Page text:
116 F3d 487 United States of America v. Martin Pesqueria-Pino

116 F.3d 487

MARTIN PESQUERIA-PINO, Defendant-Appellant.
UNITED STATES OF AMERICA, Plaintiff-Appellee, Plaintiff-Appellee,
Marcus CRUZ, Defendant-Appellant.

Nos. 96-10145, 96-10146.

United States Court of Appeals, Ninth Circuit.

Submitted: April 14, 1997.*
Decided: June 3, 1997.

NOTICE: Ninth Circuit Rule 36-3 provides that dispositions other than opinions or orders designated for publication are not precedential and should not be cited except when relevant under the doctrines of law of the case, res judicata, or collateral estoppel.

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Appeal from the United States District Court for the District of Arizona, Nos. CR-95-00078-03-WDB, CR-95-00078-04-WDB; William D. Browning, District Judge, Presiding.


Before: D.W. NELSON and FERNANDEZ, Circuit Judges, and MOLLOY,** District Judge.




Martin Octavio Pesqueria-Pino appeals his convictions for several drug crimes. See 21 U.S.C. §§ 841(a)(1), 846, 860; 18 U.S.C. § 2. He argues that the district court abused its discretion in two evidentiary rulings. Marcus Cruz also appeals his convictions for conspiracy to possess marijuana with the intent to distribute and possession or aiding and abetting possession of marijuana with the intent to distribute. See 21 U.S.C. § 841(a)(1), 846; 18 U.S.C. § 2. Cruz contends that the evidence is insufficient to support his convictions. We affirm.

A. Pesqueria's Statement


Pesqueria opened the door to admission of his statement. Pesqueria's line of questioning on cross-examination of Agent Martelli clearly implied that no one, including Pesqueria himself, had ever told Martelli that Pesqueria was involved in the conspiracy, even though Pesqueria had spoken to Martelli about the crimes. That suggestion and use of part of Pesqueria's statement to further it was the type of potentially misleading testimony and creation of a false impression which opens the door to government rebuttal. See United States v. Beltran-Rios, 878 F.2d 1208, 1212 (9th Cir.1989); see also United States v. Segall, 833 F.2d 144, 148 (9th Cir.1987). Thus, even though the prosecutor could not have otherwise presented the evidence, the district court did not abuse its discretion.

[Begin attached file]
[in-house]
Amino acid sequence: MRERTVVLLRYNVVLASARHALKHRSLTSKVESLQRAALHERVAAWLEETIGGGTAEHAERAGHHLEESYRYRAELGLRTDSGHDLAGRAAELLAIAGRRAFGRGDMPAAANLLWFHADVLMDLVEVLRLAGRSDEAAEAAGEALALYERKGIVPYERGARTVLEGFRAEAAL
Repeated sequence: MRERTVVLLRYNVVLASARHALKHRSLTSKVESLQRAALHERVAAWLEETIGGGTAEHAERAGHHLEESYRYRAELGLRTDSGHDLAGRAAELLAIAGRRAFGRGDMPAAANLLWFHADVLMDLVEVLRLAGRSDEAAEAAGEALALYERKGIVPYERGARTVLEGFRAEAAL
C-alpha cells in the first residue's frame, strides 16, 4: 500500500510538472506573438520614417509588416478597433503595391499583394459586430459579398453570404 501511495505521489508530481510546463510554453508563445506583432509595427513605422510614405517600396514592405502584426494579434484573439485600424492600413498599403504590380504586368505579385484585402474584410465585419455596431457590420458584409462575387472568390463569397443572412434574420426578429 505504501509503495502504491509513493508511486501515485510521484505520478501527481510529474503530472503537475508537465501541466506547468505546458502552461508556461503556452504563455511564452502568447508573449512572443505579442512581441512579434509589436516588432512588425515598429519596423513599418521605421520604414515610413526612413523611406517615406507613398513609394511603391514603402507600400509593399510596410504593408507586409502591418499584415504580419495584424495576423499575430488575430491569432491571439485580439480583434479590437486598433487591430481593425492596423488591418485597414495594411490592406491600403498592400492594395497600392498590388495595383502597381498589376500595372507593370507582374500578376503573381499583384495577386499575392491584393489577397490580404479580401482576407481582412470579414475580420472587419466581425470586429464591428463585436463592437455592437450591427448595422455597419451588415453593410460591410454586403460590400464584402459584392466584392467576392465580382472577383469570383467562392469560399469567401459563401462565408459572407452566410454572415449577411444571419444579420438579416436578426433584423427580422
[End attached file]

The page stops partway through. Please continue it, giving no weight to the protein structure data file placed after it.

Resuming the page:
B. The Landlord's Letter


Pesqueria offered a letter from his landlord which asked for information about a Juan Leal and mentioned that others sought more information. The letter was offered for the avowed purpose of showing that the landlord was asserting that Juan Leal existed. Thus, it had the earmarks of classic hearsay. If hearsay, it is clear that the letter was not admissible under Federal Rule of Evidence 801(d)(1)(B). As the Rule itself provides, the statement must be made by a witness who testifies at trial and against whom there is an express or implied charge of recent fabrication. See United States v. Collicott, 92 F.3d 973, 979 (9th Cir.1996). Moreover, the statement must be consistent with the challenged in-court testimony and made before any supposed motive to fabricate arose. See id.; see also United States v. Payne, 944 F.2d 1458, 1470 (9th Cir.1991). None of those requirements was met in this case. Thus, exclusion would not have been an abuse of discretion. But even were we to hold that, because of their form, the statements in the letter were not true hearsay, on the record of this case exclusion of that weak piece of evidence would have been harmless error. See United States v. Sarno, 73 F.3d 1470, 1488 (9th Cir.1995), cert. denied, --- U.S. ----, 116 S.Ct. 2554, 135 L.Ed.2d 1072 (1996), and --- U.S. ----, 116 S.Ct. 2555, 135 L.Ed.2d 1073 (1996), and --- U.S. ----, 117 S.Ct. 161, 136 L.Ed.2d 105 (1996). Thus, in neither event could the district court's ruling lead to reversal of Pesqueria's conviction.

C. Sufficiency of the Evidence against Cruz


The evidence was sufficient to support Cruz's convictions for conspiracy and for aiding and abetting the possession of marijuana. Regarding Cruz's conviction of conspiracy to possess marijuana with the intent to distribute, the government needed to show only a "slight connection" between Cruz and the conspiracy. See United States v. Wiseman, 25 F.3d 862, 865 (9th Cir.1994). We have reviewed the record and, viewing the evidence in the light most favorable to the prosecution, we hold that the evidence was more than sufficient to permit a rational juror to find that Cruz was connected to the conspiracy.

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The evidence was also sufficient to convict Cruz of possession of marijuana because the government only needed to show that he aided and abetted possession. To support a conviction for aiding and abetting possession with the intent to distribute narcotics, the evidence must show that a defendant "in some sort associate[d] himself with the venture," participated in it "as something he wishe[d] to bring about," and sought "by his action to make it succeed." United States v.Vasquez-Chan, 978 F.2d 546, 552 (9th Cir.1992). The evidence must also show that the defendant intentionally assisted in the venture's illegal purpose. See id. From the evidence presented, a rational trier of fact could easily find that on July 9, 1993, Cruz aided and abetted possession of marijuana with the intent to distribute it.




The panel finds this case appropriate for submission without oral argument pursuant to 9th Cir. R. 34-4 and Fed. R.App. P. 34(a)


The Honorable Donald W. Molloy, United States District Judge for the District of Montana, sitting by designation


* This disposition is not appropriate for publication and may not be cited to or by the courts of this circuit except as provided by 9th Cir. R. 36-3